Food & Drink International - Spring 2017 Volume 1 - 93
Dare to be Different
You're doing everything you should, aren't you? Nice food photography, a social media presence, a reliable schedule of limited time offers, an investment in technology, some professionally designed materials and branded communications - perhaps
even buying a little space in the mass media now and then, depending on your size?
But have you ever considered that you
just built a bland backdrop for someone else to stand out from? You just
So how do you keep from blending
in? How do you blend out?
been up for a month and gotten very
little interaction or response. It blends.
Marketers need to stand out without crossing the line. And while on
the topic of social media, here are a
1. Be very responsive.
Recently Wendy's, a stolid brand with
general positivity common to most
restaurant communications, has been
making (actually) funny jokes on social media. It's been going on awhile,
but recently they got national media
attention for it. A troll-y guy doubted their claim of never having frozen
their burgers and the social media
manager drolly reminded him that
refrigerators exist. It was calm and
polite, and funny and devastating.
Suddenly, Wendy's stood out.
Clearly, not every brand is equipped
to do this. DiGiorno accidentally and
playfully tweeted a cheeky response to
a hashtag meant to be used by domestic abuse survivors; Cheerios looked
inappropriately self-promotional when
offering a Rest In Peace for Prince
with a Cheerio dotting the "i."
These missteps send a chill down
a marketer's spine - so most opt for
safe, inoffensive stuff like this recent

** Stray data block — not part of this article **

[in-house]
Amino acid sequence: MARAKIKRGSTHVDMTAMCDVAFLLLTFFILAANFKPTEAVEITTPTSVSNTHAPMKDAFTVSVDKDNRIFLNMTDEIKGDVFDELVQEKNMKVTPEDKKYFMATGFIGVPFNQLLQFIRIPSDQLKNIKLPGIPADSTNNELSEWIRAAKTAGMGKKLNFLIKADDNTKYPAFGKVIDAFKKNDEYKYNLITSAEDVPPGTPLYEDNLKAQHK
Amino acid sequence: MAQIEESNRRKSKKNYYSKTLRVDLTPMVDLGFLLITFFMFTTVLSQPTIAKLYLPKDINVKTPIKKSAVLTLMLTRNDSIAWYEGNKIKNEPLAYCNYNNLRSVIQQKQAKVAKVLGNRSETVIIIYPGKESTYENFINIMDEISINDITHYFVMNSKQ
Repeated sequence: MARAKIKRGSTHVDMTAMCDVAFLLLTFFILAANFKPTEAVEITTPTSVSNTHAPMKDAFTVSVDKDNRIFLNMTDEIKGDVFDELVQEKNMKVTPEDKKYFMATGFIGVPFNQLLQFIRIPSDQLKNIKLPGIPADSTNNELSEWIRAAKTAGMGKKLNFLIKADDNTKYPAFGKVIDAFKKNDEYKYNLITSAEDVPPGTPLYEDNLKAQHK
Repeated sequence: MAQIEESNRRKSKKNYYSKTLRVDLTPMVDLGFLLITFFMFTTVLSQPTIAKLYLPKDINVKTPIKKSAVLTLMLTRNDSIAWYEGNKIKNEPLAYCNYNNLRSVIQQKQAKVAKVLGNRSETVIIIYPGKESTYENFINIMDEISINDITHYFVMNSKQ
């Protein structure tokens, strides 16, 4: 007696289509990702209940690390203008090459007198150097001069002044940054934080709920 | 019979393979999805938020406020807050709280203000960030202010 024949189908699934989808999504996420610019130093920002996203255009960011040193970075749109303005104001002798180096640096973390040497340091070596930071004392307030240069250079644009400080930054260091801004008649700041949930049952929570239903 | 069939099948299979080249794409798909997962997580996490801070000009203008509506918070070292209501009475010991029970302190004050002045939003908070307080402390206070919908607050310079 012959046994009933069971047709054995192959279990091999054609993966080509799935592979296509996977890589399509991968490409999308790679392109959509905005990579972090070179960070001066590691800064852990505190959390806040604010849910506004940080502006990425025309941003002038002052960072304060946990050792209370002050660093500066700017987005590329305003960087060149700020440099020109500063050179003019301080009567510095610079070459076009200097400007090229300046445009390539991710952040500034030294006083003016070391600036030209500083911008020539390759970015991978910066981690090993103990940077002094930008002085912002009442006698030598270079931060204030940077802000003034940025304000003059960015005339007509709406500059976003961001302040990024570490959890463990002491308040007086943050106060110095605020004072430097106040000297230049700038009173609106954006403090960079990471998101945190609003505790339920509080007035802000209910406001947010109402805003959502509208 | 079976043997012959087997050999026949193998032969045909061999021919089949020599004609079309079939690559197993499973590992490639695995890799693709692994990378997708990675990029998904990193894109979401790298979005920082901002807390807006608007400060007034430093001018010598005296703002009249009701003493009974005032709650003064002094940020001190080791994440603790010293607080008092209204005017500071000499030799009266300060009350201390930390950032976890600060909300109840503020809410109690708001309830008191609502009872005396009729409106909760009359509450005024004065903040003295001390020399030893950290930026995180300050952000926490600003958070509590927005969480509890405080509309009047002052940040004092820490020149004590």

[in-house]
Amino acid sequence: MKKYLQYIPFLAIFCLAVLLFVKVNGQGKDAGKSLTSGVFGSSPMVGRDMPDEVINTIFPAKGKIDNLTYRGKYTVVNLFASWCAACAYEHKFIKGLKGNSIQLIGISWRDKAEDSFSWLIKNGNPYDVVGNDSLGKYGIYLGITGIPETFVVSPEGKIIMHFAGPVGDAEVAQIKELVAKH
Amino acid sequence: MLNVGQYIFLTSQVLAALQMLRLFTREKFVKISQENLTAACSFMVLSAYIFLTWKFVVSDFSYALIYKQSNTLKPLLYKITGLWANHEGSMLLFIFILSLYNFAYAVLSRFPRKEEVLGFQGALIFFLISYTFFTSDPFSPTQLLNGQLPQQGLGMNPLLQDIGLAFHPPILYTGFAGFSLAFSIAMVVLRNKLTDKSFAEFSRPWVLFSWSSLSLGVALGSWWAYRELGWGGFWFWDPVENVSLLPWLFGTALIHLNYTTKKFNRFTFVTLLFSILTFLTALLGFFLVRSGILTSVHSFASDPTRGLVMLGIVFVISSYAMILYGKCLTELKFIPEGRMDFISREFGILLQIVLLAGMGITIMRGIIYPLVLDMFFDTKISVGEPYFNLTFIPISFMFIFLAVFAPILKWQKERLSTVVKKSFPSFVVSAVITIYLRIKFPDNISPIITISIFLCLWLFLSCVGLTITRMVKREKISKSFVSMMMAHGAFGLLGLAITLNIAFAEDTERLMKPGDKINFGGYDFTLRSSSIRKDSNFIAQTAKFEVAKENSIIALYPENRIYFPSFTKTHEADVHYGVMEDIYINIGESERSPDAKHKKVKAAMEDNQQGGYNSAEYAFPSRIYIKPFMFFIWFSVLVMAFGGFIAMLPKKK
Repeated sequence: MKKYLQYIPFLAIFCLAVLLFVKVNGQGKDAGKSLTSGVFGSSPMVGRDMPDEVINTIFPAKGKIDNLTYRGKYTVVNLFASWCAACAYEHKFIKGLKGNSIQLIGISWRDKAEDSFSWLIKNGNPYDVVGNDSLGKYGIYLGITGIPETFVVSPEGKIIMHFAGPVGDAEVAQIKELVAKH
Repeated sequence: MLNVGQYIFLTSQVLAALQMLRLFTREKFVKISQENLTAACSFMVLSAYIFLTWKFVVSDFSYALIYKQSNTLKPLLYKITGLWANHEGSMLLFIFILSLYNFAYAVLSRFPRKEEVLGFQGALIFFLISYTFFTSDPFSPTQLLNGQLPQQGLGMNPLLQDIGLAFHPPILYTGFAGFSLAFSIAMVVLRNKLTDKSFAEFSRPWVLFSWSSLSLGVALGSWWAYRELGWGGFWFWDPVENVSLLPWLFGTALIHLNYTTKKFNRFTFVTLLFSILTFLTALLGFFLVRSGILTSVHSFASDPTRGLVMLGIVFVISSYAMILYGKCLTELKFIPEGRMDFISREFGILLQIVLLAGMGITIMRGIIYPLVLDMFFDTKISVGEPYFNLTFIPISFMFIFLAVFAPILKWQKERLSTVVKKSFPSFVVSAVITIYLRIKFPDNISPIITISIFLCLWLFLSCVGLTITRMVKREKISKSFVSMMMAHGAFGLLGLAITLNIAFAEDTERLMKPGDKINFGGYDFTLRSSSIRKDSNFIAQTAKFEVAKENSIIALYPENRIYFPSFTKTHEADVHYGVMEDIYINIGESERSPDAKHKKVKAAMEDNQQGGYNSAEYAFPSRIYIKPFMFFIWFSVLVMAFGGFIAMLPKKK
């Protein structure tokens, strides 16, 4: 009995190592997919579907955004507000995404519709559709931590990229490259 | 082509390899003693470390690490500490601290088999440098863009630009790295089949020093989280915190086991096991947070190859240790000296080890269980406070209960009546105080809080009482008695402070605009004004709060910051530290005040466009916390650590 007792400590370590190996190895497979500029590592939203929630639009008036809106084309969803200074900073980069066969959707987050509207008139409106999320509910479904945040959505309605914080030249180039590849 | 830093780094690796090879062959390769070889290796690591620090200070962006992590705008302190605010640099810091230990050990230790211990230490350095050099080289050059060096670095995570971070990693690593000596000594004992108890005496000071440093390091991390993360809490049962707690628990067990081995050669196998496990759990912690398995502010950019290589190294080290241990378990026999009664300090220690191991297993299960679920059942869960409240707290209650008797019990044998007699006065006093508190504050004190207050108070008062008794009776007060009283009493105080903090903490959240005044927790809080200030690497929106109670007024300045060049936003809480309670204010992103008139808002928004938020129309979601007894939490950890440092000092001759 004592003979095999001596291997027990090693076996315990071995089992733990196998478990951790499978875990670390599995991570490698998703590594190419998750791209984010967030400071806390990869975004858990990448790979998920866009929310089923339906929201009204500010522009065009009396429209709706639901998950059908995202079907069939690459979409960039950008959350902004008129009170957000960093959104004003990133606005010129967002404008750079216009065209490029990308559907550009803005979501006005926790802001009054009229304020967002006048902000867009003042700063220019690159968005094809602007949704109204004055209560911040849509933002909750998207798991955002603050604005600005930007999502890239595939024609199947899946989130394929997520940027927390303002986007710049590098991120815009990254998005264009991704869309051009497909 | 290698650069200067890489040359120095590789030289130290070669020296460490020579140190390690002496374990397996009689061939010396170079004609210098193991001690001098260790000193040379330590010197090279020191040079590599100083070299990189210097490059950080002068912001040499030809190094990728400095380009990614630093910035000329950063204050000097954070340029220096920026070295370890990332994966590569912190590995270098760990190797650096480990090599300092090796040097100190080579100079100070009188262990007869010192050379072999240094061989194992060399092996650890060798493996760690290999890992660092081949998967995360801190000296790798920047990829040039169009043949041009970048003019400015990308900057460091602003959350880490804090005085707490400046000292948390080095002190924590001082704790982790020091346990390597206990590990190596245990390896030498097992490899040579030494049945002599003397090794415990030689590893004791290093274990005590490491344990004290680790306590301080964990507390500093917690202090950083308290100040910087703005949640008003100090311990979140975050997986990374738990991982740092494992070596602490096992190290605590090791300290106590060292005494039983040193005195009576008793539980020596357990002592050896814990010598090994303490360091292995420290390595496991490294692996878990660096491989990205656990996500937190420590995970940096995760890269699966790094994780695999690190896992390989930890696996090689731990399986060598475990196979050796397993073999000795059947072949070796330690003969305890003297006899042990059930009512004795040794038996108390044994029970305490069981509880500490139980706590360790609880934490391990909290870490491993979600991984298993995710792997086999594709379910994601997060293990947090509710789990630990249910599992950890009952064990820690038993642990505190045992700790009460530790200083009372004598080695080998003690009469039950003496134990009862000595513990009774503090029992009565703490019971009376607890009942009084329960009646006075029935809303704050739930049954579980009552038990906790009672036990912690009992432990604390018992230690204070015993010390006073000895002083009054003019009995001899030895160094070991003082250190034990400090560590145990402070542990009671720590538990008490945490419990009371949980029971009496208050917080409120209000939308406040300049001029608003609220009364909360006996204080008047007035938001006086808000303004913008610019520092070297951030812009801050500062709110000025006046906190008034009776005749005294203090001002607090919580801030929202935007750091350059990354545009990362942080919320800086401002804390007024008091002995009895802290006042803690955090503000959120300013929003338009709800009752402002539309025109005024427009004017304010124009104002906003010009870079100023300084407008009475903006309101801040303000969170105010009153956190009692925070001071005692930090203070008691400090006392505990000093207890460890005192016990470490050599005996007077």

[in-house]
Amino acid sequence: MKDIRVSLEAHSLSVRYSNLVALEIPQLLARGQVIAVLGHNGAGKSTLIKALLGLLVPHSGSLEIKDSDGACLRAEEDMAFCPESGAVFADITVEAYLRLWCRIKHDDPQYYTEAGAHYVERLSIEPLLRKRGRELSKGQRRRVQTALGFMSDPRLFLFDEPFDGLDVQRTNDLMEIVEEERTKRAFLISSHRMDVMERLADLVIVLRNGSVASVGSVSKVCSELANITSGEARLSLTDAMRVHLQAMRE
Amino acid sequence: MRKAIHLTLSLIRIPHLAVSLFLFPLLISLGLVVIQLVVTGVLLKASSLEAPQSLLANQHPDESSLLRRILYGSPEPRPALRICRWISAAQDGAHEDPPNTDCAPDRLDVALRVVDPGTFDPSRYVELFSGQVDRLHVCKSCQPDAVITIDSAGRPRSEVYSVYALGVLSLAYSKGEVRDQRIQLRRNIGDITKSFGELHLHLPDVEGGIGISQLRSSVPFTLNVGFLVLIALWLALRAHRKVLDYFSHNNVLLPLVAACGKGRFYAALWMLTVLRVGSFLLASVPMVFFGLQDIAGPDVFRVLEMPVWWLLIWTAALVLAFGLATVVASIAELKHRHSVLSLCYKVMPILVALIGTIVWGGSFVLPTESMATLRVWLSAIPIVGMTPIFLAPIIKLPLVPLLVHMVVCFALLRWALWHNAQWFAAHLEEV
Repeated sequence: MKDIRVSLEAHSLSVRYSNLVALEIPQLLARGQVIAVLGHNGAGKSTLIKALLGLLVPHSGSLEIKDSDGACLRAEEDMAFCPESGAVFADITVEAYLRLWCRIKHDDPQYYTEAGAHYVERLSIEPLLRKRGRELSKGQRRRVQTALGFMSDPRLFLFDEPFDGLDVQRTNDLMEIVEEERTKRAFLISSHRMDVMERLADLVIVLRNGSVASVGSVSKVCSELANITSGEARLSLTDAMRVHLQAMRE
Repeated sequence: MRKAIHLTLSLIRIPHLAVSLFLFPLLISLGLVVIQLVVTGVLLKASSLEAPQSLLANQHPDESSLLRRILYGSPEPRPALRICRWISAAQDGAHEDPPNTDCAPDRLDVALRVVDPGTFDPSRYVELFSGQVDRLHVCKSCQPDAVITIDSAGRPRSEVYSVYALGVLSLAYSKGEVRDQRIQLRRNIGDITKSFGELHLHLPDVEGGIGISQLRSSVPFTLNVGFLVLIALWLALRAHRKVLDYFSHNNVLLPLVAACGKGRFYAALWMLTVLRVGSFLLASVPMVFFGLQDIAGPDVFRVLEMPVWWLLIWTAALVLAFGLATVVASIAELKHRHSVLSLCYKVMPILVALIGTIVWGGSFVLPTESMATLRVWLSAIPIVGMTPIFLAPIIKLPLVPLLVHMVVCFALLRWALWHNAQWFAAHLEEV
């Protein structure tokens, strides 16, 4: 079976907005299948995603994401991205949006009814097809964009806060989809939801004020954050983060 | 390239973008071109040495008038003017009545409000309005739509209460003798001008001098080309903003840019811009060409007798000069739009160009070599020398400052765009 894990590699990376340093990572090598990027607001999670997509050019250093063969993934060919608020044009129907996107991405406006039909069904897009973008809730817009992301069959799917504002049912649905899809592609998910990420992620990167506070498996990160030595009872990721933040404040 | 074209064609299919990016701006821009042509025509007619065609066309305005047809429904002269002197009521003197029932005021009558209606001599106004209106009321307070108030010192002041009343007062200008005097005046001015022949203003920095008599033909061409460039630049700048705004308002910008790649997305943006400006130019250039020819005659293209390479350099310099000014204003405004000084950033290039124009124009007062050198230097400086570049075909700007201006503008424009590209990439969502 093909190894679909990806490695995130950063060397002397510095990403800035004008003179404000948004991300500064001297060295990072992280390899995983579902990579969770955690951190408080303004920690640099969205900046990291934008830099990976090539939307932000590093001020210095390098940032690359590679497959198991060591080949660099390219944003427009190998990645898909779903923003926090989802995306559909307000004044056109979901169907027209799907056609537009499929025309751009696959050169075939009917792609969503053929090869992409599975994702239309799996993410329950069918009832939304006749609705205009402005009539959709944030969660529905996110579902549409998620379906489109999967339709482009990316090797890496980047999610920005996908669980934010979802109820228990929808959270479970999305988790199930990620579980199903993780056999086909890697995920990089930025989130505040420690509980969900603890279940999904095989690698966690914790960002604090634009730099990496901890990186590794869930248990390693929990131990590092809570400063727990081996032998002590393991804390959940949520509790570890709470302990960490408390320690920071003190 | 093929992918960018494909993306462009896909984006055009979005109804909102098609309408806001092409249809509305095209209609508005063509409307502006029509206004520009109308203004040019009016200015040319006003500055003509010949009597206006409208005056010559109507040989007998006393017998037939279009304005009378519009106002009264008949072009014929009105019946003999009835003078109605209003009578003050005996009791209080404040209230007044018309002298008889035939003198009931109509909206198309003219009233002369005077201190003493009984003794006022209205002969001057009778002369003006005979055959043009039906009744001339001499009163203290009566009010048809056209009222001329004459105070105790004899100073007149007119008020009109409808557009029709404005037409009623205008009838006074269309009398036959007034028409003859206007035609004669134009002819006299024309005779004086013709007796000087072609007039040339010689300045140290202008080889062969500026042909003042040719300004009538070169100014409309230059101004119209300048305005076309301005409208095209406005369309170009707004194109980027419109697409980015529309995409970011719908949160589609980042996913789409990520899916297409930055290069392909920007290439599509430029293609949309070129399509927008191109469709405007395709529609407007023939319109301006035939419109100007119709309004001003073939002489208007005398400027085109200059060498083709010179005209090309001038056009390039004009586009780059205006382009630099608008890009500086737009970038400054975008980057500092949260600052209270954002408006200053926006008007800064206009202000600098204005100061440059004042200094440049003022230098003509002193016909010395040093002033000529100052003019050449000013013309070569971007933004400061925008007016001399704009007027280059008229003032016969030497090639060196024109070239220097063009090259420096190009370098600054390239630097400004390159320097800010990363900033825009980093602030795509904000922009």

tweet from a major chain, over a little
looped video of (admittedly, nicely
shot) steaming fajitas being placed on
a table: "We put the heat in fa-heat-as.
[flame emoji]." That's just self-interested wordplay. It's not funny, it's not
personal, it's not effectively differentiating and it's not useful. The tweet's
If someone mentions you, acknowledge it. You wouldn't ignore them in
person if they mentioned you. You
don't have to be anything more than
pleasant, but you do have to respond
- and, really, most restaurants have
this down pretty well. They respond
to complaints, thank customers,
retweet photos and initiate. While it's
pretty basic, having a social presence
allows you to recognize the power of
one-on-one conversation. You don't
blend in if you're chatting directly.
2. Be very useful.
People help each other out. That's a
human thing. You could provide local
information as part of your community's fabric, or just say where your food
truck's going to be or what today's
sandwich is - fine and informational.
Be careful about being overly promotional, though, on social media. Save
that for ads. Like, for example, consider how you personally respond to the
following actual, randomly selected
social media post: "Catch some serious southwest flavor with our Tex Mex
Loaded Chips before they pass you
by," with a photo of the chips being
passed around a table. Does it seem
like they're trying to connect with you
To avoid blending in and building a bland backdrop, marketers need to ensure brands stand out without crossing the line. <<
food & drink international * spring 2017 volume 1 * www.fooddrink-magazine.com